It's a play and film about the tangled stories of a series of couples, each story leading on to the next. In the play these stories unfolded by having two different scenes performed on stage at the same time. So for example, two different couples would be arguing, in two different rooms - but all four actors are on stage at the same time, on the same set of a room, talking together or across each other. The two men might both say 'I'm sorry' at the same time, but in different voices, then the women reply one after the other, in different ways, and one couple reconciles as the other split up. Not every scene is like that, but the whole play develops in that way, the stories echoing each other. The only scenes that did not quite work for me were when the two women were talking together, I don't think he had quite captured the female voice.
The other actors were Ian Hart (non-brits may know him best as Quirinus Quirrell in the first Harry Potter film) Lucy Cohu (who was apparently Alice Carter in Torchwood?) and Kerry Fox (Shallow Grave among many other films). These are middle aged people, and I was pleased that the women were attractive but real-looking.
Here is the Guardian review which I see says that the film Lantana is based on this play not the other way round. Here is how Billington describes the theme of the play.
What Bovell is saying gradually becomes clear: Trust, whether between husband and wife, supposed lovers or therapist and patient, is dismayingly rare; and although we live in a world of hidden connections, we are all sentenced to solitary confinement inside our own skins... I admire Bovell's use of narrative suspense and his ability to suggest that coincidental encounters mask a deep unease.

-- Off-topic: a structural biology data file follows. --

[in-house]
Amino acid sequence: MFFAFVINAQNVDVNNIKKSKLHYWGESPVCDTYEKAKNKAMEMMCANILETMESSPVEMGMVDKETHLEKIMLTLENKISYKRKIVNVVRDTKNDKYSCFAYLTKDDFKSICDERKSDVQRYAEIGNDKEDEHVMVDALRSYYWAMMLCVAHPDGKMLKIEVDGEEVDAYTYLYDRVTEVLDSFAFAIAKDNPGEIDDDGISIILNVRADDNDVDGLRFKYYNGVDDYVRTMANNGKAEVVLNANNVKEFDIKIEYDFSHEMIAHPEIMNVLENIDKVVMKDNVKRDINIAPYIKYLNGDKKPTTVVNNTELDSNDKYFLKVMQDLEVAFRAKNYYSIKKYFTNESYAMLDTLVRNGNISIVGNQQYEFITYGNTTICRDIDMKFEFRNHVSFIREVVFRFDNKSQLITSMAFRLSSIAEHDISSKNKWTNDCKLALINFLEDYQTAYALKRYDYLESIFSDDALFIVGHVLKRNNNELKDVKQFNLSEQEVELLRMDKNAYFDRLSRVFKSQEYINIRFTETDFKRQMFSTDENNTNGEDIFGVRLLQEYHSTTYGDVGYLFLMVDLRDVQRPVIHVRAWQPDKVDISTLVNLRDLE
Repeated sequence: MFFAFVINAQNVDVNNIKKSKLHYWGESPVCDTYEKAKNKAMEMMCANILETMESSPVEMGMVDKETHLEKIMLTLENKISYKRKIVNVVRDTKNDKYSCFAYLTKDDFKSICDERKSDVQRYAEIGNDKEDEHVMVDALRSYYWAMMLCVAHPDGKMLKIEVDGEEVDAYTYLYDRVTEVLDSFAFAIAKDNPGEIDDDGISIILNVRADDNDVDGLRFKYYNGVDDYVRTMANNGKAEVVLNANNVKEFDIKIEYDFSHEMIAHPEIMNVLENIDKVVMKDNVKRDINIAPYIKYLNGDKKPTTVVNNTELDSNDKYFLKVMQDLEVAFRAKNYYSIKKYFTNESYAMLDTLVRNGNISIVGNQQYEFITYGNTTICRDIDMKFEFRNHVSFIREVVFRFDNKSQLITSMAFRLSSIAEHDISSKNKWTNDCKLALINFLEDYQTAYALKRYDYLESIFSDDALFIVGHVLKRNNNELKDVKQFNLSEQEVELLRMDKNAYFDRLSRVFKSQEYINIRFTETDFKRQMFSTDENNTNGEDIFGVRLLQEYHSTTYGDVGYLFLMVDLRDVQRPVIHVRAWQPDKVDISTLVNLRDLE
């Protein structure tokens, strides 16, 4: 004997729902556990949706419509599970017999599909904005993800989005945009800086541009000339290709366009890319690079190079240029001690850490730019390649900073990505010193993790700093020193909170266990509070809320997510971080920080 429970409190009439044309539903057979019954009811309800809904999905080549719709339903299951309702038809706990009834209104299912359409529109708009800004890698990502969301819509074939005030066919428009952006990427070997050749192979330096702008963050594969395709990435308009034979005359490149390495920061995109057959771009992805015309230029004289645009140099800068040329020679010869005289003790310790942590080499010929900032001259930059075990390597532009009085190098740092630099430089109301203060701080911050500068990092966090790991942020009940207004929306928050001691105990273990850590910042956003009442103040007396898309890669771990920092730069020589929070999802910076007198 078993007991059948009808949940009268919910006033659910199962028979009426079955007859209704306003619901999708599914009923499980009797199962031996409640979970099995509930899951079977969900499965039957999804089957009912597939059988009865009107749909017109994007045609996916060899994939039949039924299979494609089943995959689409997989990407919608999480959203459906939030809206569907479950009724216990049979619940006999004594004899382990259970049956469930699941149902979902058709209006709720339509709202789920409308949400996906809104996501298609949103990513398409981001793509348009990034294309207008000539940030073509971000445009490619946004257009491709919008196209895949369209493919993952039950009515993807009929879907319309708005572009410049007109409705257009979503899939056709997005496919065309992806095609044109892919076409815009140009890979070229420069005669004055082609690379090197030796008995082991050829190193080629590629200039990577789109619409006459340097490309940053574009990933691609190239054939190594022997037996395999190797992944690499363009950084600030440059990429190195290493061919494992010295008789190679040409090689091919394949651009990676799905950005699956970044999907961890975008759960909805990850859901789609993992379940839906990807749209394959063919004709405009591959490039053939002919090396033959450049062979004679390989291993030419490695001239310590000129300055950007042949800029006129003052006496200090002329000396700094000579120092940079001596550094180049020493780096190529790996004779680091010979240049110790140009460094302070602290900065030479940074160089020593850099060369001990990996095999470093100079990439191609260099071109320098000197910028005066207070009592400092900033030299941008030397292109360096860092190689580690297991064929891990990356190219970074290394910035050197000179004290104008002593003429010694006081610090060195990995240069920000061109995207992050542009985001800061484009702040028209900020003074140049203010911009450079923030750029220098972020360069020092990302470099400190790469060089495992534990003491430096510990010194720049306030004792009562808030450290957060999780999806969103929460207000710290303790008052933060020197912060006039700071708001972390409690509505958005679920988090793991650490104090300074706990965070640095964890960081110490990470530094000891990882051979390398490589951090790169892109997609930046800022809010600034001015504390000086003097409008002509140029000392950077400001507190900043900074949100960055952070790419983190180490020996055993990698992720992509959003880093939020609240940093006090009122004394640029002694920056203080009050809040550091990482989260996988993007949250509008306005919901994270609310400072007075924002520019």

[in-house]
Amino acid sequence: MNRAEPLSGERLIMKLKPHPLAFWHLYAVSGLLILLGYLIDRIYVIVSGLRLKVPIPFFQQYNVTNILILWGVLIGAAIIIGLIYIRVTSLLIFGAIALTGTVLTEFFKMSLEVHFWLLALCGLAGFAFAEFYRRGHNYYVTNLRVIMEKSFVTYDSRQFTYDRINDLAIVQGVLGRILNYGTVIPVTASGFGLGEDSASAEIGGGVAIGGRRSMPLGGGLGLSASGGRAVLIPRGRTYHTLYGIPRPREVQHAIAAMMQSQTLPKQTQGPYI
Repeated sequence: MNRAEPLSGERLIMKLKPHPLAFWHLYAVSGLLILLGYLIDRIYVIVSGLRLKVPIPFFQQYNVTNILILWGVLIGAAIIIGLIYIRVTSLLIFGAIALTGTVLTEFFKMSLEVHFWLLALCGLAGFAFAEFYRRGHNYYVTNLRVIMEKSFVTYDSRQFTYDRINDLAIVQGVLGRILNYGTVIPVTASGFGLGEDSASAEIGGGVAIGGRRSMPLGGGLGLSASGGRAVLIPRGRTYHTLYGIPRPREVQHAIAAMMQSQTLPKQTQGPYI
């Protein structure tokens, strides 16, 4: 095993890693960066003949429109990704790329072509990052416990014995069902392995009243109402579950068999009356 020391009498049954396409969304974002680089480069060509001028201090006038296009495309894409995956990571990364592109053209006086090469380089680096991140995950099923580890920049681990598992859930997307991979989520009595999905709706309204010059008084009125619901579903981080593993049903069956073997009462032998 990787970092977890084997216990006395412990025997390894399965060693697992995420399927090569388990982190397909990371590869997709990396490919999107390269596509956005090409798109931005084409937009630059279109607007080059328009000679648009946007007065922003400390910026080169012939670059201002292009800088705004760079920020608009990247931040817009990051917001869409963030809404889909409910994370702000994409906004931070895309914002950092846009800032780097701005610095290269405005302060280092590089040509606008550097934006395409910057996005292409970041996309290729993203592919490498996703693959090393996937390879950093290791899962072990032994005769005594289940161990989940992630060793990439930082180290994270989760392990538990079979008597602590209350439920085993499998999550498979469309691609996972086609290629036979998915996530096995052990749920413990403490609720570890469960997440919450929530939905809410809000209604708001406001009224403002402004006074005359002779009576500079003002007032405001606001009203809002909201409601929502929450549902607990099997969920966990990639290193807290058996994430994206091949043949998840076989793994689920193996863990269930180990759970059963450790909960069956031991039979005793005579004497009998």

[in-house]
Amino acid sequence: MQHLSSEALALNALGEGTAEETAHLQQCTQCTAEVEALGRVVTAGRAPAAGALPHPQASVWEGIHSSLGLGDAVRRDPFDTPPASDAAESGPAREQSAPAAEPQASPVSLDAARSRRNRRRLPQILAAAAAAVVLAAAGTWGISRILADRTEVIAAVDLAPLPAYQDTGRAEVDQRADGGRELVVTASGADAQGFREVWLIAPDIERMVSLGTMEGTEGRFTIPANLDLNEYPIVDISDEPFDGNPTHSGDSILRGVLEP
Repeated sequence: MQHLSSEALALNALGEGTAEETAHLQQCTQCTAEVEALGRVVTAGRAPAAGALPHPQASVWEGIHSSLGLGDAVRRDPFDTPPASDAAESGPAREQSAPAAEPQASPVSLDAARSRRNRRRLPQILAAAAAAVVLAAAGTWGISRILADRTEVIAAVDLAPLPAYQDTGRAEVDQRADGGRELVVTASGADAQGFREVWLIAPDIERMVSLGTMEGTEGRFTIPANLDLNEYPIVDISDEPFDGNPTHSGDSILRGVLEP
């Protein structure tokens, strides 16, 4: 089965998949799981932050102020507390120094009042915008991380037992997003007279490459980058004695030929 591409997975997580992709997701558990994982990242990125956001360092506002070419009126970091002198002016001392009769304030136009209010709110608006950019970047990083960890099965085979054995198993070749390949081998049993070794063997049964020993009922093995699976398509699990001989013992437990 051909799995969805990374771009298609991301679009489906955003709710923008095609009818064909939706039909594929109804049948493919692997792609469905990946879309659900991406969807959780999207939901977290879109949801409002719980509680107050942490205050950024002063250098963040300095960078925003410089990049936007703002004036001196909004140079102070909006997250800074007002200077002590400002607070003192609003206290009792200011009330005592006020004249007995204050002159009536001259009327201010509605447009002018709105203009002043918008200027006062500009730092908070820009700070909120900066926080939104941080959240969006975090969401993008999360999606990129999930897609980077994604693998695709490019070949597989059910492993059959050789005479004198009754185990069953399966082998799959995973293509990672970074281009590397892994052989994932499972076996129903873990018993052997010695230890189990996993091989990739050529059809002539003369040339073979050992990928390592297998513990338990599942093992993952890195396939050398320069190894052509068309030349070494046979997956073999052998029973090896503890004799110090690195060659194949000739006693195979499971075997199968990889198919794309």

Unease is good. In the second half of the play the story becomes more anxious and gloomy, and also dreamy and mystical. While the first half was about familiar intertangled events, in the second half people seem to be drifting away from each other, into separate worlds.
John Simm, of course, I thought was beautiful. He had more opportunity to move about in the first half of the play, which is always lovely to see. In the second half he plays a working class man suspected of murder, sitting at a police table telling his story to nobody, and a lonely policeman interviewing the dead woman's husband. He is mostly static and inward turning in these scenes.
Selfishly, I liked his more comedic, lively, dancing action in the first half - though I think the play itself got better and deeper as it progressed.